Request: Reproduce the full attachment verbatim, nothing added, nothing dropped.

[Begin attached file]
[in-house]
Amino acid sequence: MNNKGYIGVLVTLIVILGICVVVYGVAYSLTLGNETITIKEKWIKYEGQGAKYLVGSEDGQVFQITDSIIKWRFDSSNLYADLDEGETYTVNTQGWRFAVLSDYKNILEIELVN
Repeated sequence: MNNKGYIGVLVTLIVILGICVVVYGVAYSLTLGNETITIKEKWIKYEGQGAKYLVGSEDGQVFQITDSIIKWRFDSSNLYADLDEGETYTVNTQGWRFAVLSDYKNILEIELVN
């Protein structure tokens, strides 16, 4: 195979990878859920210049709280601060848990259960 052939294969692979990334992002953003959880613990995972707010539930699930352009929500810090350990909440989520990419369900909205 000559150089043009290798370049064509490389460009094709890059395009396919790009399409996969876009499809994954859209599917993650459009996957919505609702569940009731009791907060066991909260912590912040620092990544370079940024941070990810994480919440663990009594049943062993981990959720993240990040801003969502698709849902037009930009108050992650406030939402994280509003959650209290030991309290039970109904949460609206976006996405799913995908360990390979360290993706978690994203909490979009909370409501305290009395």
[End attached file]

[in-house]
Amino acid sequence: MNNKGYIGVLVTLIVILGICVVVYGVAYSLTLGNETITIKEKWIKYEGQGAKYLVGSEDGQVFQITDSIIKWRFDSSNLYADLDEGETYTVNTQGWRFAVLSDYKNILEIELVN
Repeated sequence: MNNKGYIGVLVTLIVILGICVVVYGVAYSLTLGNETITIKEKWIKYEGQGAKYLVGSEDGQVFQITDSIIKWRFDSSNLYADLDEGETYTVNTQGWRFAVLSDYKNILEIELVN
């Protein structure tokens, strides 16, 4: 195979990878859920210049709280601060848990259960 052939294969692979990334992002953003959880613990995972707010539930699930352009929500810090350990909440989520990419369900909205 000559150089043009290798370049064509490389460009094709890059395009396919790009399409996969876009499809994954859209599917993650459009996957919505609702569940009731009791907060066991909260912590912040620092990544370079940024941070990810994480919440663990009594049943062993981990959720993240990040801003969502698709849902037009930009108050992650406030939402994280509003959650209290030991309290039970109904949460609206976006996405799913995908360990390979360290993706978690994203909490979009909370409501305290009395």